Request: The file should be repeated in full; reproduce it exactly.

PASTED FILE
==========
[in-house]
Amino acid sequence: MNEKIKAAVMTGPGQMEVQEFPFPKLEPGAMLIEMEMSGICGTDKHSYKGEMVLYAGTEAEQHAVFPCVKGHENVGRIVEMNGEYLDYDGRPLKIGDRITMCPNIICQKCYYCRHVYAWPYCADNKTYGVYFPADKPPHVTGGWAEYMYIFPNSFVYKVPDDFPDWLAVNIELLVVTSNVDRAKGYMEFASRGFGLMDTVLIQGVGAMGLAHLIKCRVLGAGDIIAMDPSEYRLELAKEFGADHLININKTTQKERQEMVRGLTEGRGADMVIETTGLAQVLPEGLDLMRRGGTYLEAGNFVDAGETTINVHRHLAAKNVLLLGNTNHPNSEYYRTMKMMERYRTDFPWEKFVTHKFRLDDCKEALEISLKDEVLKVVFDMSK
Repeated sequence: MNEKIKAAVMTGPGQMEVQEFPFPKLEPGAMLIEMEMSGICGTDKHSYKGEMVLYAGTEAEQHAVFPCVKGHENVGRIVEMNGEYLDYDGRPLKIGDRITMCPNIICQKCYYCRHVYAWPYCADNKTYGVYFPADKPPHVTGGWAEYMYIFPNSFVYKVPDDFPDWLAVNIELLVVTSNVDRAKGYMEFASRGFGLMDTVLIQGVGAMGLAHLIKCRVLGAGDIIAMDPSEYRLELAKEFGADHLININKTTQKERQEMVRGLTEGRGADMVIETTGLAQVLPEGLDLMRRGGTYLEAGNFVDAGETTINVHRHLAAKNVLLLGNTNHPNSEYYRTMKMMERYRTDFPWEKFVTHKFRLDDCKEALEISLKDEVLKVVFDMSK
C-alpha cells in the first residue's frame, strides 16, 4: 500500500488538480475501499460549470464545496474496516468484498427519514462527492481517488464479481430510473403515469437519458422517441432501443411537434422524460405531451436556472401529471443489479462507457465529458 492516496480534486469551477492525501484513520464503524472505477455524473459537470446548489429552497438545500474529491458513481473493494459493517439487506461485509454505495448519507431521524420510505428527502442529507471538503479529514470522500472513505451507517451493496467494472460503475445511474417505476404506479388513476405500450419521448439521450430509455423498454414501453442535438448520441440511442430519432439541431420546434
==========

[in-house]
Amino acid sequence: MNEKIKAAVMTGPGQMEVQEFPFPKLEPGAMLIEMEMSGICGTDKHSYKGEMVLYAGTEAEQHAVFPCVKGHENVGRIVEMNGEYLDYDGRPLKIGDRITMCPNIICQKCYYCRHVYAWPYCADNKTYGVYFPADKPPHVTGGWAEYMYIFPNSFVYKVPDDFPDWLAVNIELLVVTSNVDRAKGYMEFASRGFGLMDTVLIQGVGAMGLAHLIKCRVLGAGDIIAMDPSEYRLELAKEFGADHLININKTTQKERQEMVRGLTEGRGADMVIETTGLAQVLPEGLDLMRRGGTYLEAGNFVDAGETTINVHRHLAAKNVLLLGNTNHPNSEYYRTMKMMERYRTDFPWEKFVTHKFRLDDCKEALEISLKDEVLKVVFDMSK
Repeated sequence: MNEKIKAAVMTGPGQMEVQEFPFPKLEPGAMLIEMEMSGICGTDKHSYKGEMVLYAGTEAEQHAVFPCVKGHENVGRIVEMNGEYLDYDGRPLKIGDRITMCPNIICQKCYYCRHVYAWPYCADNKTYGVYFPADKPPHVTGGWAEYMYIFPNSFVYKVPDDFPDWLAVNIELLVVTSNVDRAKGYMEFASRGFGLMDTVLIQGVGAMGLAHLIKCRVLGAGDIIAMDPSEYRLELAKEFGADHLININKTTQKERQEMVRGLTEGRGADMVIETTGLAQVLPEGLDLMRRGGTYLEAGNFVDAGETTINVHRHLAAKNVLLLGNTNHPNSEYYRTMKMMERYRTDFPWEKFVTHKFRLDDCKEALEISLKDEVLKVVFDMSK
C-alpha cells in the first residue's frame, strides 16, 4: 500500500488538480475501499460549470464545496474496516468484498427519514462527492481517488464479481430510473403515469437519458422517441432501443411537434422524460405531451436556472401529471443489479462507457465529458 492516496480534486469551477492525501484513520464503524472505477455524473459537470446548489429552497438545500474529491458513481473493494459493517439487506461485509454505495448519507431521524420510505428527502442529507471538503479529514470522500472513505451507517451493496467494472460503475445511474417505476404506479388513476405500450419521448439521450430509455423498454414501453442535438448520441440511442430519432439541431420546434